The Brookdale Center for Healthy Aging at Hunter College has received a grant of $131,000 from the Mother Cabrini Health Foundation to train patient advocates—attorneys, social workers, and court personnel—on preserving the rights of vulnerable adults while ensuring their access to necessary care.
The grant will educate these patient advocates on the legal options available to patients unable to coordinate their own care. “We are so grateful to receive support for this important work from the Mother Cabrini Health Foundation,” said Jennifer J. Raab, President of Hunter College. “Receiving this grant from Mother Cabrini, whose mission includes improving the health and well-being of vulnerable New Yorkers, means so much to the Hunter community—validation that this work can make a difference.”
With support from the Mother Cabrini grant, Brookdale will develop a curriculum and conduct trainings targeting a wide variety of patient advocates throughout the five boroughs. Recipients of the training will include court personnel as well as hospital and clinic social workers and administrators. New York Legal Assistance Group attorneys will, additionally, receive especially targeted support. Advocates will be guided in how to apply “the least restrictive alternative” possible under the law—allowing some of the most vulnerable members of the population to retain their autonomy and dignity.
The work at Brookdale will be conducted in partnership with Judge Kristin Booth Glen, Director of Supported Decision-Making New York and Dean Emerita of the CUNY School of Law, and the New York Legal Assistance Group, a nonprofit provider of legal services and financial counseling,
“By familiarizing patient advocates with Article 81.16(b)—a special, more limited provision of guardianship—some of the heavy-handed, default fixes that are frequently employed may be replaced with streamlined practical remedies,” said Ruth K. Finkelstein, ScD, the Rose Dobrof Executive Director of the Brookdale Center for Healthy Aging and Professor of Urban Public Health at Hunter College. “These remedies will offer less costly, less time-consuming solutions for the people and institutions involved, while preserving the rights of at-risk patients and treating them with the compassion and respect they deserve.”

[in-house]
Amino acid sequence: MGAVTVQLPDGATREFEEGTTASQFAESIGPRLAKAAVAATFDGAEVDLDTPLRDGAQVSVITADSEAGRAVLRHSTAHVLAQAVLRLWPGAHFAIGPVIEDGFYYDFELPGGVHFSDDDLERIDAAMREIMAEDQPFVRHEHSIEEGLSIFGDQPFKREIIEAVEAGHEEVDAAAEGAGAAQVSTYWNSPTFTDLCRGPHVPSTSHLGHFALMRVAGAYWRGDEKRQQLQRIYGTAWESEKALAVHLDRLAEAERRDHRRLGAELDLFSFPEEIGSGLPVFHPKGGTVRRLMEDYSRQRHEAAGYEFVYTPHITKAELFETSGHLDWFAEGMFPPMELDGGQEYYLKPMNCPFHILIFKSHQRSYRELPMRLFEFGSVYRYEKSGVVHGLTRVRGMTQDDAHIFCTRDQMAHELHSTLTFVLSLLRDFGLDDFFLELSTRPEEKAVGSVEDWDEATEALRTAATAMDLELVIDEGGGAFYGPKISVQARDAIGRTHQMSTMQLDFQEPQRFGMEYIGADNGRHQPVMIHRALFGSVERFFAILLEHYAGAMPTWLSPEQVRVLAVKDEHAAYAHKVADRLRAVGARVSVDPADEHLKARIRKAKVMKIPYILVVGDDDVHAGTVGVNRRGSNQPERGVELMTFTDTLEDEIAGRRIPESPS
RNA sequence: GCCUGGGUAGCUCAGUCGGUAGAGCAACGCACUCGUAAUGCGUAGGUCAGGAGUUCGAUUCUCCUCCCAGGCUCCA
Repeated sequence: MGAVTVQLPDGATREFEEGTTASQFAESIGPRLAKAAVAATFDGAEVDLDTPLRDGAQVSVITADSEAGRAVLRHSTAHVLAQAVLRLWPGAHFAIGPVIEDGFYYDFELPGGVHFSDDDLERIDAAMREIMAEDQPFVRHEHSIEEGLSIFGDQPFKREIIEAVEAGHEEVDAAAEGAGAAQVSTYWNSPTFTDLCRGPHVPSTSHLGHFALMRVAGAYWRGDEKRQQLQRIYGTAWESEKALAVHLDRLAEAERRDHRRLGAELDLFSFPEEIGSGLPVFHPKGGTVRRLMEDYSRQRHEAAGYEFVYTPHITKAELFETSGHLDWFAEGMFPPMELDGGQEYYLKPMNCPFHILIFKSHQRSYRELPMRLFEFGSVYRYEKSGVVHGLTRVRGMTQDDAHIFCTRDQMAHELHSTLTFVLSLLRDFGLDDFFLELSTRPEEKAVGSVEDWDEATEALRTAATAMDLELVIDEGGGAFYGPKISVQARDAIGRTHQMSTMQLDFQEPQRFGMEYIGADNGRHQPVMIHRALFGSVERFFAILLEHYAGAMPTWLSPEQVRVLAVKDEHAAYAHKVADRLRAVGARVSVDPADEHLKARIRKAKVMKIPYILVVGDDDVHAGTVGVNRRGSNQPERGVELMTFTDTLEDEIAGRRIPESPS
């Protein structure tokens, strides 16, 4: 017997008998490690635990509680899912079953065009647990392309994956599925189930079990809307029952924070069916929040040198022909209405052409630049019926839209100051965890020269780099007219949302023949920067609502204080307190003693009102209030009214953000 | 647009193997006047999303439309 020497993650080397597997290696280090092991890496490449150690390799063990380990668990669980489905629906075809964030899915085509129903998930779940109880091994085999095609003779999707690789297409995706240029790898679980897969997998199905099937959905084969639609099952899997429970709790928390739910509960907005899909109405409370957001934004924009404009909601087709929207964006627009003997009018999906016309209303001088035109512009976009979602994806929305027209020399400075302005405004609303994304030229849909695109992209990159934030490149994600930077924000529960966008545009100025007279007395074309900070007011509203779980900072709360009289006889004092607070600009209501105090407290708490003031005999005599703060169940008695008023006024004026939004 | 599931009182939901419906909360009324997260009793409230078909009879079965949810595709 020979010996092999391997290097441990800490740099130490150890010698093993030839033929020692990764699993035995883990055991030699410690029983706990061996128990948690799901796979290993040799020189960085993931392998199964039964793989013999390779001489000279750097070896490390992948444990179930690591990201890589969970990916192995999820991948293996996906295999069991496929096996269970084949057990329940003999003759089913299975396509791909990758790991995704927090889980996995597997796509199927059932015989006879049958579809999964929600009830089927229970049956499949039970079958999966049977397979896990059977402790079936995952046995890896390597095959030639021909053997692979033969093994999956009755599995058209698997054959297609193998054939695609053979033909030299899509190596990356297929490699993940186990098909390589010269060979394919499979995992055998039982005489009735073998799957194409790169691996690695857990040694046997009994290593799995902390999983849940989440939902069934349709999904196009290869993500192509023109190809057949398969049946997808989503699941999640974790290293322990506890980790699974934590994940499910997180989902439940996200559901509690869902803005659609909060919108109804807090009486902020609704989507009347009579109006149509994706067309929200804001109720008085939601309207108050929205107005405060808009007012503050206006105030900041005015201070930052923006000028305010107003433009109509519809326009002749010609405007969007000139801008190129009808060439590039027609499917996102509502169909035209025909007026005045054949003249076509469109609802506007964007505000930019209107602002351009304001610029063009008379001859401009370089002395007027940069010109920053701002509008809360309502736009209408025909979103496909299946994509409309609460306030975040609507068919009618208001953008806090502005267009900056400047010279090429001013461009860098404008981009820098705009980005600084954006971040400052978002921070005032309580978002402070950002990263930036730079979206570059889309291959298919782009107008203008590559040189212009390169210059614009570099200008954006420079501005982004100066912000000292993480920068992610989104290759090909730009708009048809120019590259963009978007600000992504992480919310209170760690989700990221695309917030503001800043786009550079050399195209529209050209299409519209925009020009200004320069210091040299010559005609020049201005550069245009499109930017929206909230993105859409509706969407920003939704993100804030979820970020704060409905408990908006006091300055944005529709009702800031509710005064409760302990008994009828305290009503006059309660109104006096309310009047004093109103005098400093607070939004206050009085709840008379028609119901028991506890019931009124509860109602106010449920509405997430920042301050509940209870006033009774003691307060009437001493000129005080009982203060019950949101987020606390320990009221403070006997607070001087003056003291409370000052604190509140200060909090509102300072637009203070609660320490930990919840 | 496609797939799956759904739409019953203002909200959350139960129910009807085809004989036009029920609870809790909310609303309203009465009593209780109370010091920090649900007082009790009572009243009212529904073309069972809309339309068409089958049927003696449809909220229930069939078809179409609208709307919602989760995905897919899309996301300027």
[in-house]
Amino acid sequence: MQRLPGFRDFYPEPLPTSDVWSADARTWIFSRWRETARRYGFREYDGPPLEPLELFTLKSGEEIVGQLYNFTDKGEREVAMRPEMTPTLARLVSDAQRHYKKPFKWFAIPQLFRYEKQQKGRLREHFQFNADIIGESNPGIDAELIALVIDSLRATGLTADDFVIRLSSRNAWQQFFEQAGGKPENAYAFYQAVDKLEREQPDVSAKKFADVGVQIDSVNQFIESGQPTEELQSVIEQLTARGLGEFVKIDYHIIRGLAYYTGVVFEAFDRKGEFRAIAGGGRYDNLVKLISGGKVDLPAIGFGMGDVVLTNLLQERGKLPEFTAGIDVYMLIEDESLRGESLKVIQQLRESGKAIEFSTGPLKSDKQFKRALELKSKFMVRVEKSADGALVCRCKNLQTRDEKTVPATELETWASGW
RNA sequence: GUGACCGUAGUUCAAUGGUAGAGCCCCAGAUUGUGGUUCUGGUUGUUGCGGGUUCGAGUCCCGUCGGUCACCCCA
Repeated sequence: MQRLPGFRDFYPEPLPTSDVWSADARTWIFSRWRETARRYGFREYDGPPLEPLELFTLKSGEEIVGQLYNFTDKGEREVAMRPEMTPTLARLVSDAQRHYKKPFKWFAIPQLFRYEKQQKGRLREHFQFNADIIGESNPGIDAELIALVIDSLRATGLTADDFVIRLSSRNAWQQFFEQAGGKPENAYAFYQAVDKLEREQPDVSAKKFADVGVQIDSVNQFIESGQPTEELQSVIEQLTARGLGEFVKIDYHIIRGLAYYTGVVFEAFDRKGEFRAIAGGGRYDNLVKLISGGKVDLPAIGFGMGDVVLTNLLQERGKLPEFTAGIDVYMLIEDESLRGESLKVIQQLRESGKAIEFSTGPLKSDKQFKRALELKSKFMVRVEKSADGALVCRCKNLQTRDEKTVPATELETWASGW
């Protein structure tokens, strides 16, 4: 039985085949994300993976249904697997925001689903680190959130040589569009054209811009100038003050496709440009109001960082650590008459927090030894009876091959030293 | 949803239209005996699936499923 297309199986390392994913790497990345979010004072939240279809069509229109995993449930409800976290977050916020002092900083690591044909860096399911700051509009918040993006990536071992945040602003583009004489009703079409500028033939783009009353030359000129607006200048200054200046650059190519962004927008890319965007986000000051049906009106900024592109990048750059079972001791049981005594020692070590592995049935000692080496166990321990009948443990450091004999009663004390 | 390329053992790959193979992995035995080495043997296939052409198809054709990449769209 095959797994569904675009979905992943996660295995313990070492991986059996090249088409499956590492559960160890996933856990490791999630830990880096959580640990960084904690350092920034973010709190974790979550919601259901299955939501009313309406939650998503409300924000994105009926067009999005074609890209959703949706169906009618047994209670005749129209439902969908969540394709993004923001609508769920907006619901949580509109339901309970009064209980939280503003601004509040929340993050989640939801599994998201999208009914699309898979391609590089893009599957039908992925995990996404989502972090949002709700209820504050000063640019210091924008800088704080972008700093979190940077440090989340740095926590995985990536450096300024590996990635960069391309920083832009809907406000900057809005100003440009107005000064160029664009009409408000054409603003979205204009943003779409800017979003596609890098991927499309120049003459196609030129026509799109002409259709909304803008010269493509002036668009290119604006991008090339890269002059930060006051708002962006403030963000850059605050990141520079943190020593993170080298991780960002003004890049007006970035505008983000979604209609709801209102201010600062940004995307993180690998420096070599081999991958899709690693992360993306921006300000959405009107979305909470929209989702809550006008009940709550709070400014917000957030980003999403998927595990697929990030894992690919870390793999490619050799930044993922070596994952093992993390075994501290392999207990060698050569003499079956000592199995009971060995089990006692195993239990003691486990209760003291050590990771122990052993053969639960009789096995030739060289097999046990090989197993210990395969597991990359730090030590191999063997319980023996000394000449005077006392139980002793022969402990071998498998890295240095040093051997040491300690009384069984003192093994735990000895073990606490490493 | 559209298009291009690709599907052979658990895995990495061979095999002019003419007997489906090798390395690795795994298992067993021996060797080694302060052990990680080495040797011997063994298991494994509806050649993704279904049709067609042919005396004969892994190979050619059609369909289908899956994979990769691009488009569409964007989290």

About the Brookdale Center for Healthy Aging
Since 1974, the Brookdale Center for Healthy Aging has been working to improve the lives of older adults through research, professional development, and advancements in policy and practice. We work to ensure that aging is framed not as a disease, but as another stage in the life course.
We know that the way we age is influenced by the way we live. A good old age is a life with purpose and meaning, social engagement, a positive attitude toward aging and life, sufficient financial resources, and physical and mental wellness. People enjoying a good old age are assets to their communities. Our challenge is to better understand how to foster the conditions for a good old age for people who experience hardship and inequality because of cumulative disadvantage over the life course.
Our work crosses disciplines with a focus on community-based participatory research and the development and evaluation of new policy and practice solutions. We communicate what we learn to the people with the power to transform the lives of older adults: our colleagues in the field of aging and policymakers. We focus especially on our academic home, Hunter College, our diverse neighborhood of East Harlem, and our hometown of New York City.